New EU sanctions are directed against Russian IT firms.

Computing reports that the eleventh round of European Union sanctions enacted against Russia will hit that country's IT sector particularly hard. The European Council singled out companies holding a license from the FSB authorizing them to work "at the Russian security level of 'state secret' as well as companies holding a "weapons and military equipment license from Russia's Ministry of Industry and Trade. It's not just their work on conventional military systems that puts them on the EU's list. "The Council has also assessed that information warfare constitutes a key means by which Russia implements its war of aggression against Ukraine and commits gross violations of international law and the principles of the Charter of the United Nations."

Transparent Tribe resurfaces against Indian military and academic targets.

SideCopy, a subdivision of the Pakistan-aligned threat actor Transparent Tribe, is targeting the Indian army and India’s education sector. Researchers at Seqrite said in their report on the activity, “There are three infection chains with themes utilized: DRDO’s ‘Invitation Performa,’ which is part of its Defence Procurement Procedure (DPP), a honeytrap lure, and also the Indian Military with ‘Selection of Officers for Foreign Assignments’ theme. The ongoing campaign came to light after a senior DRDO scientist was arrested for leaking sensitive information to Pakistani agents who honey trapped him.”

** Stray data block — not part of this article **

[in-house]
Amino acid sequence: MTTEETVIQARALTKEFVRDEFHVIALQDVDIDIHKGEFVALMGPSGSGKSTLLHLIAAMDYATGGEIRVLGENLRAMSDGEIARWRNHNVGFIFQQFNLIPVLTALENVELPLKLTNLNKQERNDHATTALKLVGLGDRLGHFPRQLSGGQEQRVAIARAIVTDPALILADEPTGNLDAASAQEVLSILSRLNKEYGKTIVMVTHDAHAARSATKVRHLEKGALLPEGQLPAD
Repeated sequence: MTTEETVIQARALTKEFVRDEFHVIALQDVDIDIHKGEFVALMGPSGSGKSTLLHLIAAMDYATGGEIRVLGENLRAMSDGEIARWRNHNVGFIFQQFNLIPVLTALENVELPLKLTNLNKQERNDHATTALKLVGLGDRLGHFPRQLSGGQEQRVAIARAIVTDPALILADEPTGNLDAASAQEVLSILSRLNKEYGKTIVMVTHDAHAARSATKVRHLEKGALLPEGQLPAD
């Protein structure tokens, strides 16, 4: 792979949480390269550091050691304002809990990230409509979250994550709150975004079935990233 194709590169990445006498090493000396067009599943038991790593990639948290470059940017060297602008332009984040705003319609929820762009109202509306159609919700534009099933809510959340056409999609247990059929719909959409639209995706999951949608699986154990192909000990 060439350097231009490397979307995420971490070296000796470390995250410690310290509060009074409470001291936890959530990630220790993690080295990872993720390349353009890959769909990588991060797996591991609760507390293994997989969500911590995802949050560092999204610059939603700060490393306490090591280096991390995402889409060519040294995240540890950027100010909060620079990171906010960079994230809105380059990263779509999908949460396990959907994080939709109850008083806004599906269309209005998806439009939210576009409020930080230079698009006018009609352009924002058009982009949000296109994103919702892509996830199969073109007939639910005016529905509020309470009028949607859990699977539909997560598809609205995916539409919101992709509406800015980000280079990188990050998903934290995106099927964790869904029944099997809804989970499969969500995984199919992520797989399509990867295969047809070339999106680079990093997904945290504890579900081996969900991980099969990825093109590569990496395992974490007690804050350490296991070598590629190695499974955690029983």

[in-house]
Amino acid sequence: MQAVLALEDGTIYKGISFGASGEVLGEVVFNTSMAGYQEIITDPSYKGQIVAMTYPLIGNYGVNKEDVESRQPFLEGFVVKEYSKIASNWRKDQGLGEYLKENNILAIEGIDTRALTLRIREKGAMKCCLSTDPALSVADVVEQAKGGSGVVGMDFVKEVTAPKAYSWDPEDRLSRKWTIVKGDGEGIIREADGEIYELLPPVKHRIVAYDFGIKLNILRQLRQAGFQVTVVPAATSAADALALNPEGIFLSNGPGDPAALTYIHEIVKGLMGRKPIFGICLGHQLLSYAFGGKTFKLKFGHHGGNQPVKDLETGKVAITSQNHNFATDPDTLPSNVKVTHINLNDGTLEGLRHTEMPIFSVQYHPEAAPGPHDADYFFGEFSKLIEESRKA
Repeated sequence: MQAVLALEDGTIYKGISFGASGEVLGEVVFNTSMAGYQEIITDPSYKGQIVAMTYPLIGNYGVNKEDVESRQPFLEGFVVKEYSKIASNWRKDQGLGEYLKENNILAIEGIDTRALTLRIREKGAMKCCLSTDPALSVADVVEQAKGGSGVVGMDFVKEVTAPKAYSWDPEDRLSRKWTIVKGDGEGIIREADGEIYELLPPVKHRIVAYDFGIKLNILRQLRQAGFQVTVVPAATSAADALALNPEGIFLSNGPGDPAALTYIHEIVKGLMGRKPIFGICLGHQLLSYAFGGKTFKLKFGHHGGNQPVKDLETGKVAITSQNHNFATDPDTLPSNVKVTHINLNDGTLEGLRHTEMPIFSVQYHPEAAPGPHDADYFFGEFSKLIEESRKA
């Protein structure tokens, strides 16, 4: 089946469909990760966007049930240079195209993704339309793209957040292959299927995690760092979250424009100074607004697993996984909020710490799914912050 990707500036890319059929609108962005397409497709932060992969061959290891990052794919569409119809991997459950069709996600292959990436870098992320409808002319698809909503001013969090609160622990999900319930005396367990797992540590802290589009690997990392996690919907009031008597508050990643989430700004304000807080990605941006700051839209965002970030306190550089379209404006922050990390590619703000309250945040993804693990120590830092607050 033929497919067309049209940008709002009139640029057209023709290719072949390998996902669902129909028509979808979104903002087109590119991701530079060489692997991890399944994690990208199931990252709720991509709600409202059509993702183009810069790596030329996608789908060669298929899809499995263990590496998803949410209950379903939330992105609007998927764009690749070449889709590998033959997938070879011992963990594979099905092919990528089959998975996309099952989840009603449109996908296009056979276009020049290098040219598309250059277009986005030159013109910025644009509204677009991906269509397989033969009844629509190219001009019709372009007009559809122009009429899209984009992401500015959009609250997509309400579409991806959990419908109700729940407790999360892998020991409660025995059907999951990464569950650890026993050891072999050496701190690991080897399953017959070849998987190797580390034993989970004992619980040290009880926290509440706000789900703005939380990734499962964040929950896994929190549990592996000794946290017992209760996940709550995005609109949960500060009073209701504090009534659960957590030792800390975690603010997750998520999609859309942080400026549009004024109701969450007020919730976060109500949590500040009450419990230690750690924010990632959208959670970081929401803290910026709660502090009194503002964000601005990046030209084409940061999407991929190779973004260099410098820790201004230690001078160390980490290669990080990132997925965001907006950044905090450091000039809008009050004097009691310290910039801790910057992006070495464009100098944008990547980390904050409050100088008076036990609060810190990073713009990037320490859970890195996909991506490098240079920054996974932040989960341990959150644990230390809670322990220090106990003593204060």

Report: Unauthorized access is the leading cause of data breaches for the fifth year in a row.

ForgeRock’s 2023 Identity Breach report was released on June 22nd and it shows that at least 1.5 billion user records were exposed in 2022. 53% of all breaches that occurred in 2022 were from third party organizations and cost on average 9.4 million dollars per breach. Unauthorized access, responsible for 49% of the data breaches (which is actually down a bit from recent history) was determined to be the leading cause of breaches for the fifth consecutive year. Ransomware, however, at 34%, is on the rise. ForgeRock blames companies’ misconfiguration of cloud services, firewalls, and human error as the major factors contributing to the breaches.